As was observed for of major capsid L1 protein of HPV-16 and −18, amino acids at positions 174 (K/N/R/G), 209 (S/F), 237 (P/S/T/L) and 239 (V/I) in HA, and at positions 338 (L/R/F) and 372 (S/L/F) in NA were positively selected sites according to SLAC, FEL and IFEL (P < 0.1), indicating that these sites avoided immunological pressure for their continued persistence [19].

Only 76% of positive scored sequons according to NetNGlyc are modified by N-Glycans with a bias towards Thr-containing sequons [20]. Compared with A/Perth/16/2009, two glycosylation sites (NSS061–063 and NNS160–162) in HA genes were prevalent in 2011–2012 Guangdong strains, with the NA glycosylation site N402D deleted. There are five possible functions for glycosite migration in human influenza viruses [21]: to more effectively mask the antigenic sites; to more effectively protect enzymatic cleavage sites of NA; to stabilize polymeric structures; to regulate receptor binding and catalytic activities; and to balance the binding activity of HA with the release activity of NA. Five HA glycosites and two NA glycosites were positive sites in this study. Gains in N-glycosylation sites were likely to be positively selected for shielding antigenic sites from immune responses [22]. The acquisition of glycosylation at residues 144 of pH1N1 was associated with viral replication, virulence and transmissibility and provided insights into the evolution dynamics of influenza viruses with implications in vaccine immunogenicity [23]. The loss of a glycosylation site might also be important in antibody recognition [22], where a deletion of the NA-NRS402–404 occurred in the 2011–2012 Guangdong and other isolates in this study. With respect to HA/NA N-glycosylation changing, further analysis is required to determine any relationship between their structure mutation and function influence. At the antigenic sites of HA protein, positive selection appeared to have effected radical and conservation substitution in term of the charge of the amino acids, suggesting that antigenic drift is not a byproduct of HA evolution in H3N2 viruses [22].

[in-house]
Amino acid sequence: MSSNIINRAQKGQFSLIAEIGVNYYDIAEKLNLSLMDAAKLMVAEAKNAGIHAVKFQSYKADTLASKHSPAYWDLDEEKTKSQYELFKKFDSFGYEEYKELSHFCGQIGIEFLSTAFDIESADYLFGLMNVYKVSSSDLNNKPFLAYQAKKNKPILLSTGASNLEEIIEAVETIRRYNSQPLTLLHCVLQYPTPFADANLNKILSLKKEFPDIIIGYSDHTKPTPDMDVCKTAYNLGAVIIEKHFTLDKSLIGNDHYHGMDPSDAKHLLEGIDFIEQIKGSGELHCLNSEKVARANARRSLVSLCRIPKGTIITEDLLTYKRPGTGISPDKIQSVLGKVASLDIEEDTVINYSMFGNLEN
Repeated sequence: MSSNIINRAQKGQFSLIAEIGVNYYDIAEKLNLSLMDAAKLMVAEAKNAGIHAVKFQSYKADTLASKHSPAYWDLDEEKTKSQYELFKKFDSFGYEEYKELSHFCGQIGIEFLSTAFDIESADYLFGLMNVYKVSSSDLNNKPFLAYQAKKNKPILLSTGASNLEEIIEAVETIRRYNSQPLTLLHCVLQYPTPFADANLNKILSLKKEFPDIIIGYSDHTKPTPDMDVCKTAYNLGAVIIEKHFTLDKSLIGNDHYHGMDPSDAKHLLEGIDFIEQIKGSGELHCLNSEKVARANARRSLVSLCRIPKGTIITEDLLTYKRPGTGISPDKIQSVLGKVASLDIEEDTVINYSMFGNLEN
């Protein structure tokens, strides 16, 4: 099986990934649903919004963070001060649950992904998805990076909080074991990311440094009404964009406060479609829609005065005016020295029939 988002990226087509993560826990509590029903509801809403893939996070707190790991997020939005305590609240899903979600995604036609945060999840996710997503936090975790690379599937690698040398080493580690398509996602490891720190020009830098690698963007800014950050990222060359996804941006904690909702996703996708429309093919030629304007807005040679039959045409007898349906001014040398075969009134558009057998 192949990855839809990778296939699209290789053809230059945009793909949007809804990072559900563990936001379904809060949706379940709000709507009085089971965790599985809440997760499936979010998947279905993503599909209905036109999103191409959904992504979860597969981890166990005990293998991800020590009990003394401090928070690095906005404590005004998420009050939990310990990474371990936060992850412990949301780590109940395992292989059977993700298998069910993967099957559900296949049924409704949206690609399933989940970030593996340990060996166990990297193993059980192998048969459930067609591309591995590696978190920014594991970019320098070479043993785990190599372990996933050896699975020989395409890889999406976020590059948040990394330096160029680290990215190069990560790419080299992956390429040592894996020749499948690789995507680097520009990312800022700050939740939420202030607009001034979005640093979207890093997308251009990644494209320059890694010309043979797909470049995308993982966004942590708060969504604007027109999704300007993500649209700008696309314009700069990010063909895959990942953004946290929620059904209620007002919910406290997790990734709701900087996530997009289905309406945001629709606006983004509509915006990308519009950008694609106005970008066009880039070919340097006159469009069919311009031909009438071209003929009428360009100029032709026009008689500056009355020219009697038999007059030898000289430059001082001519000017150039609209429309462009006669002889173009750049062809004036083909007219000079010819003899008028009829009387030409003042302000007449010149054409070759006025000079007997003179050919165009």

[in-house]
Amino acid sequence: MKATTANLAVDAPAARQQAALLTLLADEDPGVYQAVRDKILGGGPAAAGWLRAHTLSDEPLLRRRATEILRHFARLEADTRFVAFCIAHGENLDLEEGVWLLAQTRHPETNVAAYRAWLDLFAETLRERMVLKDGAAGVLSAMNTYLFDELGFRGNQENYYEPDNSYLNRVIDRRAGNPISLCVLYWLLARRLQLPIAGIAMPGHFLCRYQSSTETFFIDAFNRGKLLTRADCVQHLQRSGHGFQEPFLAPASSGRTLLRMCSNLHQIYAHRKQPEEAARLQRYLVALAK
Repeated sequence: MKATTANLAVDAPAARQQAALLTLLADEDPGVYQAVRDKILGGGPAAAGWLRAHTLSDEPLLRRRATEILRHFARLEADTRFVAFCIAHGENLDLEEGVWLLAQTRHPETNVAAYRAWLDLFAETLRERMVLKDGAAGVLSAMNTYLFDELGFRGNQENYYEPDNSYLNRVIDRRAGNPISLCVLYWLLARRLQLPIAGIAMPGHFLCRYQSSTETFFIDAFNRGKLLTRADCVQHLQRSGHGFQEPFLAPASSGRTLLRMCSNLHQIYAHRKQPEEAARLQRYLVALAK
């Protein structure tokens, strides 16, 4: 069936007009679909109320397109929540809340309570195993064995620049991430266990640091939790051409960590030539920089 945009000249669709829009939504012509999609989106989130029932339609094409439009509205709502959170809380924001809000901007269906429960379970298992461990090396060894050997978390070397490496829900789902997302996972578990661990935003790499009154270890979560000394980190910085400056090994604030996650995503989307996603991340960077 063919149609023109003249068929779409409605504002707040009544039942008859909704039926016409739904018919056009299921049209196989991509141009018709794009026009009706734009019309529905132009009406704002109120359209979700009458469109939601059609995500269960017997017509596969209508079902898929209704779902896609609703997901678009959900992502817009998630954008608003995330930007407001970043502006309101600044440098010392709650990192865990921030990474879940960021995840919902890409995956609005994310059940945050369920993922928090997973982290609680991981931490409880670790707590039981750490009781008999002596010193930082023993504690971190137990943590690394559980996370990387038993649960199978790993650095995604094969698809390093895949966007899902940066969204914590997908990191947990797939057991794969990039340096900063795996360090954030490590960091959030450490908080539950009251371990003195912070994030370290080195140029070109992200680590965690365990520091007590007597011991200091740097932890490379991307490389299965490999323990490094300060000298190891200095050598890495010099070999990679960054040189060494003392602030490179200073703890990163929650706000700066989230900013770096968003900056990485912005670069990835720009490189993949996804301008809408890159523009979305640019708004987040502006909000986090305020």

Kenyan H3N2 viruses isolated during 2006–2007 revealed unique genetic variations, with several amino acid substitutions located at immunodominant epitopes of the HA1 protein [24]. These mutations included V112I at site E, K173 E at site D and N278K at site C. These mutations possibly result in a conformational change to the HA molecule, thereby exposing novel epitopes and thus abrogating the binding of pre-existing antibodies at these sites. A Canadian study in 2011 involving antigenic and molecular characterization of H3N2 viruses over three seasons revealed that the number of HA mutations was important, along with the nature and location of key mutations, and played a significant role in antigenic drift [5]. From our findings, presented in this report, the 2012 strains had evolved genetically and antigenically from the A/Perth/16/2009 vaccine-like strains. The A/GD/1154/2012 strain was antigenically distinct from the A/GD/1105/2009 strain, suggesting that it may be the parental strain responsible for the 2012 H3N2 influenza virus epidemics in Southern China. Although influenza H3N2 viruses varied genetically and antigenically during 2009–2011 [6], we concluded that antigenic drift in 2012 along with the accumulation of evolutionary mutations in viruses isolated in 2012 played an important role in the influenza epidemics of Guangdong and Southern China during that period.

Declarations

Acknowledgements

This work was financially supported by the national transfer payments funding for the 2011 influenza survey and the National Natural Science Foundation of China (Grants no. 30972757). The authors would like to thank Li H, Yang X and Ke C from the Guangdong Provincial Center for Disease Control and Prevention, and Chen Q at the School of Public Health and Tropic Medicine, Southern Medical University.

Authors’ Affiliations

(1)
Key Laboratory for Emergency Pathogen Detection, Guangdong Provincial Center for Disease Control and Prevention
(2)
Department of Infectious Diseases, Guangzhou Chest Hospital
(3)
Department of Epidemiology, School of Public Health, Sun Yat-Sen University
(4)
Department of Epidemiology, School of Public Health and Tropic Medicine, Southern Medical University